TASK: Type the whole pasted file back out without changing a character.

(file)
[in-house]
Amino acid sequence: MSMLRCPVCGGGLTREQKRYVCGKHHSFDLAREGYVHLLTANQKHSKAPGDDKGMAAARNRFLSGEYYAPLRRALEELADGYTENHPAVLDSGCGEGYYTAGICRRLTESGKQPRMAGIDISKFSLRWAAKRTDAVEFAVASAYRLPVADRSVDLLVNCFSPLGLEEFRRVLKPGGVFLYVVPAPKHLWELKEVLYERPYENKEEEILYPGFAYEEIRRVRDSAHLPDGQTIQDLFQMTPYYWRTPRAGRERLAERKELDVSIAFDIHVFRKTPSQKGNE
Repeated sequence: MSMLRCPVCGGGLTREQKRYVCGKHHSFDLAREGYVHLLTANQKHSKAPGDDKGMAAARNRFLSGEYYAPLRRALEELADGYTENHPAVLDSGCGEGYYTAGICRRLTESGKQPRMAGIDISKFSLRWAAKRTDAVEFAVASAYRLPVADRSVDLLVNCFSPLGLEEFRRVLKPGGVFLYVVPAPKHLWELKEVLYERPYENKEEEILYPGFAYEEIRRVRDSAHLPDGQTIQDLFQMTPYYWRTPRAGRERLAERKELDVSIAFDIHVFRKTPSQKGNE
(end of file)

[in-house]
Amino acid sequence: MSMLRCPVCGGGLTREQKRYVCGKHHSFDLAREGYVHLLTANQKHSKAPGDDKGMAAARNRFLSGEYYAPLRRALEELADGYTENHPAVLDSGCGEGYYTAGICRRLTESGKQPRMAGIDISKFSLRWAAKRTDAVEFAVASAYRLPVADRSVDLLVNCFSPLGLEEFRRVLKPGGVFLYVVPAPKHLWELKEVLYERPYENKEEEILYPGFAYEEIRRVRDSAHLPDGQTIQDLFQMTPYYWRTPRAGRERLAERKELDVSIAFDIHVFRKTPSQKGNE
Repeated sequence: MSMLRCPVCGGGLTREQKRYVCGKHHSFDLAREGYVHLLTANQKHSKAPGDDKGMAAARNRFLSGEYYAPLRRALEELADGYTENHPAVLDSGCGEGYYTAGICRRLTESGKQPRMAGIDISKFSLRWAAKRTDAVEFAVASAYRLPVADRSVDLLVNCFSPLGLEEFRRVLKPGGVFLYVVPAPKHLWELKEVLYERPYENKEEEILYPGFAYEEIRRVRDSAHLPDGQTIQDLFQMTPYYWRTPRAGRERLAERKELDVSIAFDIHVFRKTPSQKGNE